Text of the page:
# Do the numbers googol and googolplex really exist?

Dear Straight Dope:

Do the numbers googol and googolplex really exist? I recollect from first grade that a googol is a 1 with 100 zeroes after it. A googolplex is a google of googols (googole squared?). Seems to me it would make sense for a google to have 99 or 102 (or some other multiple of 3) zeroes — call me old fashioned. I seem to recollect this was a sort of concept number that some mathematician (Matthew Googol?) came up with.

Let's get something straight first. A googol is a number. A google, or rather Google, is a prosperous Internet search provider. I've never heard of a googole, and there wasn't a Mr. Googol, unless you're thinking of the Russian novelist Nikolai Gogol (1809-1852), who as far as I know never dabbled in mathematics. Judging from your letter, you seem to be a little confused on these points.

Now then. Does a googol exist? Sure, it's a number, like any other. The term was coined by the nine-year-old nephew of mathematics author Dr. Edward Kasner to describe the number 1 followed by 100 zeroes — that's 10^{100} in scientific notation. (For a list of names of other big numbers, see http://www.straightdope.com/mailbag/mgazilli.html.)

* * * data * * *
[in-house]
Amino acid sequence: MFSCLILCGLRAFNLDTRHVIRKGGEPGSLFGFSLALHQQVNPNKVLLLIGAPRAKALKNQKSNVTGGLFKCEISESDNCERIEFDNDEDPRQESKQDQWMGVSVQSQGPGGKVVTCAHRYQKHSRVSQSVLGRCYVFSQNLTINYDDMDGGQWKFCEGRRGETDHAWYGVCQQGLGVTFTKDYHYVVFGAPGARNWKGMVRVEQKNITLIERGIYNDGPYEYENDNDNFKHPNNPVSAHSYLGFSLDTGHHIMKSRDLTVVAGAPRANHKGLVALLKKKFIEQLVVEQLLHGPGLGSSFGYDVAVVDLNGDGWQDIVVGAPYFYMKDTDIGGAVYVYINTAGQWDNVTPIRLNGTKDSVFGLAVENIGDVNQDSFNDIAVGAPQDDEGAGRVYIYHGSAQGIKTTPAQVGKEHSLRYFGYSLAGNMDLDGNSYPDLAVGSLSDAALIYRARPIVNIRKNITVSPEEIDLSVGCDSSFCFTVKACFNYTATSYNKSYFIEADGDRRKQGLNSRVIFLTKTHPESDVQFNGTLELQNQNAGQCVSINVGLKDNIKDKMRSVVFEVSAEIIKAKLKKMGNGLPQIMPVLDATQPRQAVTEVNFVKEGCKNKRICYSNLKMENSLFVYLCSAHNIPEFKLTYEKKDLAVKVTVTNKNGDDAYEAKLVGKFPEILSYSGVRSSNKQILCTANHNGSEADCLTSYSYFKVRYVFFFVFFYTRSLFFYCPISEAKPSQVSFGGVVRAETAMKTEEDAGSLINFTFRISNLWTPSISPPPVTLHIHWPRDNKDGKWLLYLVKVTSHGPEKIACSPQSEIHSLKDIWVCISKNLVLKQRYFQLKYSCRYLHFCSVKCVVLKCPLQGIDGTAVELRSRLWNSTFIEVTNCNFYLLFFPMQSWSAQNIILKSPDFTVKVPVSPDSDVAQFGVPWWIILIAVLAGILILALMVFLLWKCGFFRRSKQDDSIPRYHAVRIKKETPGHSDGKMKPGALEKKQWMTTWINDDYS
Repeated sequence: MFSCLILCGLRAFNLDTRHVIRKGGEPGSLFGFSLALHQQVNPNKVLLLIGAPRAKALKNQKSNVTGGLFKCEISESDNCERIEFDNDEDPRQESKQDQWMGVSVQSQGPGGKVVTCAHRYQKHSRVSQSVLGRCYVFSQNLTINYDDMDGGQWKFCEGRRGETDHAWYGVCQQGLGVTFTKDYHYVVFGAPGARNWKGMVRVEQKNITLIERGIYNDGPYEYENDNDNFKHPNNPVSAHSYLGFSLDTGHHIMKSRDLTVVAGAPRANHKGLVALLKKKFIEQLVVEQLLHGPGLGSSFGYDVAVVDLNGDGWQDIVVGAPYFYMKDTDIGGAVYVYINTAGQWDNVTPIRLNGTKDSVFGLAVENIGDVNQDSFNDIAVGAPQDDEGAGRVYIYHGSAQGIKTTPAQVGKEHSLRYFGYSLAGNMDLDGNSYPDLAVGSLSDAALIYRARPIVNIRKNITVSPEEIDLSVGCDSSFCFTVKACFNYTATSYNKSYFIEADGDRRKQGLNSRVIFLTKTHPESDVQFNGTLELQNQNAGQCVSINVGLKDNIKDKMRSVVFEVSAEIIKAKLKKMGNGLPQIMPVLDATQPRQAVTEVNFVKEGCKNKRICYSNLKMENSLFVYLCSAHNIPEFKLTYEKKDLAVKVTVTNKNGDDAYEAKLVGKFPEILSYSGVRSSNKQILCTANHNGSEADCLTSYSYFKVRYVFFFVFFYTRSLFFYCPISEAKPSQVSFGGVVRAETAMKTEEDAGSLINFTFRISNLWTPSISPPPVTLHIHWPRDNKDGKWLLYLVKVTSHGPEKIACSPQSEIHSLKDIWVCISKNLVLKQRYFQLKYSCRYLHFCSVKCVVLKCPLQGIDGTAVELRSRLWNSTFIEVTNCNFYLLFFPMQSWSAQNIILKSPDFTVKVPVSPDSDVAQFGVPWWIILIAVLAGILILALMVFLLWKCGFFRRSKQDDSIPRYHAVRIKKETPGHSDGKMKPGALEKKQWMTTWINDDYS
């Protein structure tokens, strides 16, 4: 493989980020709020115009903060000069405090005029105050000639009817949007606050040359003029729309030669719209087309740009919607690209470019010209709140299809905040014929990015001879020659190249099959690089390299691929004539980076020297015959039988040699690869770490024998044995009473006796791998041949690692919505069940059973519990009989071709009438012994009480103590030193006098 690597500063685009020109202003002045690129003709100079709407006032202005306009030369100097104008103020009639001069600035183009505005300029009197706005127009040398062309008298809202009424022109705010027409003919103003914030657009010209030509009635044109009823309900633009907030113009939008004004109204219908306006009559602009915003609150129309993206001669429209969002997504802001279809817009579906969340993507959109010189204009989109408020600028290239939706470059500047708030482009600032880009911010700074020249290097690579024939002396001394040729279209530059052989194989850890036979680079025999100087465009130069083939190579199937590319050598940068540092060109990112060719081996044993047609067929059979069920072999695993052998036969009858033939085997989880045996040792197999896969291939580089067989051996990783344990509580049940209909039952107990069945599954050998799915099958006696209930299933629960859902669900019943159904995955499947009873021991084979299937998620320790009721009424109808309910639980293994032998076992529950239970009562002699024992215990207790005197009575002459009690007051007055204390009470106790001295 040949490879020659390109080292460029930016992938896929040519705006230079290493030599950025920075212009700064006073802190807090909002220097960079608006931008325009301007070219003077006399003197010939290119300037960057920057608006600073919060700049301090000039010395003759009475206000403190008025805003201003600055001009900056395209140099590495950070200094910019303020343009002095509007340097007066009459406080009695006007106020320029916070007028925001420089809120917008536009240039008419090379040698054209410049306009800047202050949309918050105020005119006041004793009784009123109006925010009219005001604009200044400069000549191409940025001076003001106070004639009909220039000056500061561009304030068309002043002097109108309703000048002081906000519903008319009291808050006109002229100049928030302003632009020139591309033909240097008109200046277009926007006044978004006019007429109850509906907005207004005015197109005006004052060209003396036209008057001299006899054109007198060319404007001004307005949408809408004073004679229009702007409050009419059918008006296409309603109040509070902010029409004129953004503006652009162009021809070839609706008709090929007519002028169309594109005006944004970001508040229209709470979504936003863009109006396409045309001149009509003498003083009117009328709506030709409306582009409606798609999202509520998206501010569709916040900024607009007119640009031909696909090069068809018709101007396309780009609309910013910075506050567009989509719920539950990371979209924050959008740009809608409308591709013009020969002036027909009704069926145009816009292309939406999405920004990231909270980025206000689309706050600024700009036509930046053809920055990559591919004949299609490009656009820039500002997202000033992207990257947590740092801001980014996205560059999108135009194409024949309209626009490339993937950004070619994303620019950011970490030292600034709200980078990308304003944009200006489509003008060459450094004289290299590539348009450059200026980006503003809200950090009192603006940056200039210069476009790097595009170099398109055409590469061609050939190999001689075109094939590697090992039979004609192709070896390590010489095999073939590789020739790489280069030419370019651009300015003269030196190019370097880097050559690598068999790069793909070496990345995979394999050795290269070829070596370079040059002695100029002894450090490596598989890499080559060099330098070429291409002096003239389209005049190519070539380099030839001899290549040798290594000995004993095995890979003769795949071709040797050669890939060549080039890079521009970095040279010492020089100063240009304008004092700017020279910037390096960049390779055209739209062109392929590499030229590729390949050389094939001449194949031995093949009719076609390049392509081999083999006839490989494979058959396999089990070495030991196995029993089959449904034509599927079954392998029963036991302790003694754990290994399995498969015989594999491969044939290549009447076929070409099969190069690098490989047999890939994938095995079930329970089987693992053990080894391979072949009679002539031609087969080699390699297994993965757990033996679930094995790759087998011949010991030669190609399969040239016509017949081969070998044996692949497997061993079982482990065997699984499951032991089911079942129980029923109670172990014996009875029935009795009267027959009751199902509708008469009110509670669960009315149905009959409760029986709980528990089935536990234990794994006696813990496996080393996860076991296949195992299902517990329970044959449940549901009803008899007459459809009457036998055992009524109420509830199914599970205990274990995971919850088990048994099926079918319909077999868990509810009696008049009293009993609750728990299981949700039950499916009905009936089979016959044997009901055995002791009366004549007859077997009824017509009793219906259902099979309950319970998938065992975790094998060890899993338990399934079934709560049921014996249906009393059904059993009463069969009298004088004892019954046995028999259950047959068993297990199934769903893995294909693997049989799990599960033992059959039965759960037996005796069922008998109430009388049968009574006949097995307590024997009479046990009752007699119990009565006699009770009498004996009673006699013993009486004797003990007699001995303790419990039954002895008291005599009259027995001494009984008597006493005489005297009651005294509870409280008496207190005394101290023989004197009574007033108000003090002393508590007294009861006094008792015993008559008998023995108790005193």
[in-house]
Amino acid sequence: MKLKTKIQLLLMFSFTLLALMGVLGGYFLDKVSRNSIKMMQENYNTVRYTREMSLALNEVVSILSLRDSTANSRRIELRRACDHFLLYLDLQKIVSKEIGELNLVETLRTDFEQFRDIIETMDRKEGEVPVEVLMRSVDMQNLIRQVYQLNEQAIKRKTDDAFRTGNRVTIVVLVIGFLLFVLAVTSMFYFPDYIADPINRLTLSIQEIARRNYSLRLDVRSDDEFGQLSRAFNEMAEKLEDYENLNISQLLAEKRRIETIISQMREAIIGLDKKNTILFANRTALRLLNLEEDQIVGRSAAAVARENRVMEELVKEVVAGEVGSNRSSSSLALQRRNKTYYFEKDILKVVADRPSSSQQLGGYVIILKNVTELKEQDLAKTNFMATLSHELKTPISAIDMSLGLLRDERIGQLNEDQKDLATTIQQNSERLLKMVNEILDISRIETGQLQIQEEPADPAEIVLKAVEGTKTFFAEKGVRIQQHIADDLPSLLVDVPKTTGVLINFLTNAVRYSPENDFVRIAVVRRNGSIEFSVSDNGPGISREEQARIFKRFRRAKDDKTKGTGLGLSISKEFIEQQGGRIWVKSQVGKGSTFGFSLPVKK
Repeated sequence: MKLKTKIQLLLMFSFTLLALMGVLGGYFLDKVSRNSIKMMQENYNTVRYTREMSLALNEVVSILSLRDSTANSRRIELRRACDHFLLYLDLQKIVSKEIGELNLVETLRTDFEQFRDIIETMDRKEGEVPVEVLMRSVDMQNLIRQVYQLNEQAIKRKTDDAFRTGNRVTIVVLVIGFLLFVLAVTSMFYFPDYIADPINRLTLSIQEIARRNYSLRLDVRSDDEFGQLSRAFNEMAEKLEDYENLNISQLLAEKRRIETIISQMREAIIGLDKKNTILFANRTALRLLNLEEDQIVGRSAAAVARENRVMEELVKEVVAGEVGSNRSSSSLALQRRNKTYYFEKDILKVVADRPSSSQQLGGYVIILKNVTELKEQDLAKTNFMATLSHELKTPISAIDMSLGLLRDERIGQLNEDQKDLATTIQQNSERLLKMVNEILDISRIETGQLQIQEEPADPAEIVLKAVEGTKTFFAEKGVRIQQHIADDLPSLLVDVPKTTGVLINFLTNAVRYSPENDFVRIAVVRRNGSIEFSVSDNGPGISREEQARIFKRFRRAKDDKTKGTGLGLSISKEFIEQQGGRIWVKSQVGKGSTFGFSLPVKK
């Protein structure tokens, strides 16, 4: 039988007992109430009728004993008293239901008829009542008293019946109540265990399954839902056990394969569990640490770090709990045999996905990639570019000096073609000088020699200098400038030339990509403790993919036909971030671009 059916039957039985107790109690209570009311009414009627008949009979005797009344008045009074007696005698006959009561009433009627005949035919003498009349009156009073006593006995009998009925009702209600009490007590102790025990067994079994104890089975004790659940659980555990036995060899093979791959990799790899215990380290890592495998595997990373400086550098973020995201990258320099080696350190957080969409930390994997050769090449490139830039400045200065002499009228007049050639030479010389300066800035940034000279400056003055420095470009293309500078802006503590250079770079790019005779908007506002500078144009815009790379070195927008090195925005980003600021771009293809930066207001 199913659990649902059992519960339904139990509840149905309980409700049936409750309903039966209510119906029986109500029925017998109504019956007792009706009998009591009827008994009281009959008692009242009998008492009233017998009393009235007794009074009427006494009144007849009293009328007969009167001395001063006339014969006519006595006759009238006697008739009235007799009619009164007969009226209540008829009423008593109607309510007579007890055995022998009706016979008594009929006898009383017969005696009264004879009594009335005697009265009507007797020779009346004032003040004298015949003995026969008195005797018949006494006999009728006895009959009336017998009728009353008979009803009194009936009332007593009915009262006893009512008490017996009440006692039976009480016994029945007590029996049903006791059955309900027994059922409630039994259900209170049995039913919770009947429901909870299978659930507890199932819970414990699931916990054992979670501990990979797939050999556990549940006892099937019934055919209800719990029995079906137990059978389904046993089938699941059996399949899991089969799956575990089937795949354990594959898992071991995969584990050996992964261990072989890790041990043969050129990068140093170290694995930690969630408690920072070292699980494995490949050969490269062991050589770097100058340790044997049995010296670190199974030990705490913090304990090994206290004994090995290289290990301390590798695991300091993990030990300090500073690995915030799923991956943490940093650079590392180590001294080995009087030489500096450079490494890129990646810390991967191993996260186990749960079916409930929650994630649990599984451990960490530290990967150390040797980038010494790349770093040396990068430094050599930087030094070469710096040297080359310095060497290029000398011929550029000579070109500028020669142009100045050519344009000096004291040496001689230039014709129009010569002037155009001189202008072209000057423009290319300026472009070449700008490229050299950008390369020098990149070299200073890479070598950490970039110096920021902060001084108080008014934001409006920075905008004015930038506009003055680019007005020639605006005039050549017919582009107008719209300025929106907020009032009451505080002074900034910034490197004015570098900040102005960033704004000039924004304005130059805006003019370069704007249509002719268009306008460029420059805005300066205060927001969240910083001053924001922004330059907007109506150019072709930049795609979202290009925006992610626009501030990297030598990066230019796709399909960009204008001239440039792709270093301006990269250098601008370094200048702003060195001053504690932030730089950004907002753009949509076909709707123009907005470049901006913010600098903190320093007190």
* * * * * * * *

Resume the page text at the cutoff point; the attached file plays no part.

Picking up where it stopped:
The nephew also suggested a much larger number called googolplex, which he described as 1 followed by as many zeroes as you could write before your hand got tired. Krasner set the definition of googolplex as 1 followed by a googol of zeroes … that is, 10^{googol}.

In fact, of course, your hand would get tired several hundred years before writing a googol of zeroes.

To put things in perspective:

- The number of words printed since in the 500 years after the Gutenberg Bible (so, say, 1456 to 1956) is around 10
^{17}. - If the entire universe were filled with protons and electrons so that there was no vacant space, the total number would be about 10
^{110}. That's larger than a googol but much less than a googolplex.

And I don't want anyone bugging me about the accuracy of these numbers — I'm trying to establish order-of-magnitude quantities, which is tech talk for "give you the general idea." It's not like I sat there and counted the protons.